Public Safety

Teachers Unions Urge End of Active-Shooter Drills that Can Traumatize Students

In a new report, two teachers unions and a gun-control group recommend that schools stop using active-shooter drills—or at least revise them—amid fears the exercises are terrifying and damaging to students.

Ban or Regulate Kratom? State Lawmakers Weigh Approaches to Herbal Supplement

The American Kratom Association is lobbying lawmakers to adopt regulations that set ground rules for the supplement, which the FDA advises people not to consume, instead of joining six states that ban it as a controlled substance.

Leaving Scooter Regulation to Local Government

A bill moving through the Georgia legislature would clarify that making the rules for electric scooters is the business of local governments.

The Cities Where Car Accidents Happen Most Often

Houston, Charlotte and Los Angeles had the most accidents in the country last year, according to data from a transportation nonprofit.

This State Offers Grants to Police to Pay for Extradition of Wanted Suspects

In Ohio, some law enforcement agencies said the cost to extradite was too high. To help agencies cover the costs, the governor’s office has made $500,000 in grant funding available.

American Law Does Not Take Rape Seriously

COMMENTARY | Permeating every moment of Harvey Weinstein’s trial is the disturbing history of sexual-assault prosecution in America.

Fighting Wildfire With Fire: New Study Looks at Barriers to ‘Prescribed’ Burns

Researchers say that millions of acres of California forest is in need of preventative measures to help lower wildfire risks.

Vast Majority of Mayors Believe Their Cities Are Too Car-Oriented, Survey Finds

But the city leaders also voice skepticism of cutting back on public parking or lowering speed limits.

Five States Diverted 911 Fees For Other Purposes, FCC Says

Montana was removed from the list of states shamed by the federal agency after the state banned the practice of diverting these funds.

A Vermont Lawmaker Calls for Cell Phone Age Limits

A new proposal, which points out all the other things young people aren't allowed to do, would restrict cell phone usage to residents over the age of 21.

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Kansas City Sues Gunmaker and Others Over Alleged Firearm Trafficking

The lawsuit by the Missouri city is the first one a municipality has filed against the gun industry in over 10 years, officials say.

How One Election May Have Shifted the Bar for Gun Control

After winning control of the Virginia statehouse, Democrats in 2020 are poised to pass gun control measures. It’s already set up a battle with local leaders in conservative parts of the state.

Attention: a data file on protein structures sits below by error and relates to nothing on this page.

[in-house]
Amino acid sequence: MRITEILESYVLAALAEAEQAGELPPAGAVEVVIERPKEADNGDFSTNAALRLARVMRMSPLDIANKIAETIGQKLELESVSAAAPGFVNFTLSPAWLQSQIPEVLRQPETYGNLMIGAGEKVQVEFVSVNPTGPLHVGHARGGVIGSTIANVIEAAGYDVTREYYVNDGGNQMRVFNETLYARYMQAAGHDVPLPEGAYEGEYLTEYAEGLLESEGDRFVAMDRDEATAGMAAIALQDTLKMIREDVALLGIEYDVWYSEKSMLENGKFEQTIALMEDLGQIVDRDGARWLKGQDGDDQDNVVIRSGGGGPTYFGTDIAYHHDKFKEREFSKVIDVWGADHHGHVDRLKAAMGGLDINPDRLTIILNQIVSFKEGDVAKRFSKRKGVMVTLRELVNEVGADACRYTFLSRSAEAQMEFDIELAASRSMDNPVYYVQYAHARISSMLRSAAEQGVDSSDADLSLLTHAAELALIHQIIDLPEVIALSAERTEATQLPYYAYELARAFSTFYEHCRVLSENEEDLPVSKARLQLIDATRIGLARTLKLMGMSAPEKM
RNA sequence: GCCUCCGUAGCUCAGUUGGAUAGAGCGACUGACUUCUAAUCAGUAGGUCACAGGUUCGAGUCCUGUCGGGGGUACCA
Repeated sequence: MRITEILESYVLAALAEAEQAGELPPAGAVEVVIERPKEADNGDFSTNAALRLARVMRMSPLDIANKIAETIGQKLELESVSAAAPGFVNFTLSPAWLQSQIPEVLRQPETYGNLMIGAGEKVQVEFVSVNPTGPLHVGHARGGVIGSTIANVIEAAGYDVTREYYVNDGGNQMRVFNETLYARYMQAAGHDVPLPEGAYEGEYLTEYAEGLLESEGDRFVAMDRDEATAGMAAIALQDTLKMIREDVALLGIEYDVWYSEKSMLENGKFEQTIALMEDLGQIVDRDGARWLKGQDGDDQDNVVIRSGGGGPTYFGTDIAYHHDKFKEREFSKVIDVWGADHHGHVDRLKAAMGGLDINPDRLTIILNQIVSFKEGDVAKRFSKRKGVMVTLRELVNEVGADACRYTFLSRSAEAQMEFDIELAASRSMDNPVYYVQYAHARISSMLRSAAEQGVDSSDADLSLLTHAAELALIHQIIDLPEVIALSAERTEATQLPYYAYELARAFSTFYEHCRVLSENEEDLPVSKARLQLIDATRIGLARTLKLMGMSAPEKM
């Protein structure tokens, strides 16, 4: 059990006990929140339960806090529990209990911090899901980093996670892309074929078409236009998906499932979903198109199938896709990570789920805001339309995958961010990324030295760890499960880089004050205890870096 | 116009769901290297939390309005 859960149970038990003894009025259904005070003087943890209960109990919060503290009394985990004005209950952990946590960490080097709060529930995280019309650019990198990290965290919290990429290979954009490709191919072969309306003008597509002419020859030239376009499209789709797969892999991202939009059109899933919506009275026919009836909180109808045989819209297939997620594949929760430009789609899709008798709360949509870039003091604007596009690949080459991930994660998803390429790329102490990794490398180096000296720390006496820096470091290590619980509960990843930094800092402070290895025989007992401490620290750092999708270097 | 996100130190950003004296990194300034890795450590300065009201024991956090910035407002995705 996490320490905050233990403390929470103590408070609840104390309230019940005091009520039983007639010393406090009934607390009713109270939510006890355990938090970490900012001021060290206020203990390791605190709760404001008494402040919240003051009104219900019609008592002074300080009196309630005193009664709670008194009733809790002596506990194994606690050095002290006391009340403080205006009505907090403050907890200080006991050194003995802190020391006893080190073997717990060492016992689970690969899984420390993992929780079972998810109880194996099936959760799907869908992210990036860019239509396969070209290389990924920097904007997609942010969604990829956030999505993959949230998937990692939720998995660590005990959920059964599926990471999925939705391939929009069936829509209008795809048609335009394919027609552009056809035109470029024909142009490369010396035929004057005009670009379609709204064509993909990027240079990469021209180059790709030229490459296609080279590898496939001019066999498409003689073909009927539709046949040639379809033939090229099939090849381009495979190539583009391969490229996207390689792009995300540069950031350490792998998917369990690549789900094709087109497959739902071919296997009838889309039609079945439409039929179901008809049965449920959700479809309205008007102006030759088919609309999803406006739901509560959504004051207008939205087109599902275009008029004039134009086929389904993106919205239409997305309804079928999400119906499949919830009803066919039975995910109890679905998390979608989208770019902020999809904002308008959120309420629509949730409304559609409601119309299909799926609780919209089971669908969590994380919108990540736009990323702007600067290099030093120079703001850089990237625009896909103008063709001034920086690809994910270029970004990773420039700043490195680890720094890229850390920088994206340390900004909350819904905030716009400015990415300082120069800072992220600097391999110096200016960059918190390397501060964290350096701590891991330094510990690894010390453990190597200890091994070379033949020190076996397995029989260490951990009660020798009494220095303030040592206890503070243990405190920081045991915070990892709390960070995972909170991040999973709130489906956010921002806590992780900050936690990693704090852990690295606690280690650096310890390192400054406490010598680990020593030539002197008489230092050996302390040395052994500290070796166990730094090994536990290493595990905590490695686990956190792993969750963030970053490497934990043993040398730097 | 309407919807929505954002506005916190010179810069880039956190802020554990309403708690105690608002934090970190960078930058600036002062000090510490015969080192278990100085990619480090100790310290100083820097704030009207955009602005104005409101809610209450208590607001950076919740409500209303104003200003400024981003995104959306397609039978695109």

A Stunning Vote Reversal in a Controversial First Amendment Case

Are protest organizers liable for violence that happens at their events?

A Town Moves Forward After Two 'Thousand-Year' Storms

After two historic floods in less than two years, officials in Ellicott City, Maryland, are putting their hopes in a long-term rebuilding plan that officials say aims to balance recovery and resiliency with historic preservation.

Ranking States Based on ‘Bike Friendliness’ Amid an Uptick in Serious Crashes

"It’s the responsibility of state DOTs to take action to make it safer for people biking," says the author of a new report.

Cities Target Alcohol Licensing As a Way to Fight Crime

A new report recognizes cities that have made efforts to enhance community safety by limiting alcohol availability.

With ‘Outlier’ 2nd Amendment Case, Supreme Court Could Raise Bar for Gun Laws

The New York City case gives the court a chance to tighten the standards that lower courts use to decide whether firearms regulations are constitutional.

Local Governments Offer Tips on Deep Frying a Thanksgiving Turkey Without Burning the House Down

Every year, people run into problems frying turkeys. Fire departments and other local officials have suggestions on how to prevent serious mishaps.

Drug Deals And Food Gone Bad Plague Corner Stores. How Neighbors Are Fighting Back.

Corner stores that provide groceries for those using the federal food stamp program have become magnets for violence just outside St. Louis. Now local residents are putting their feet down.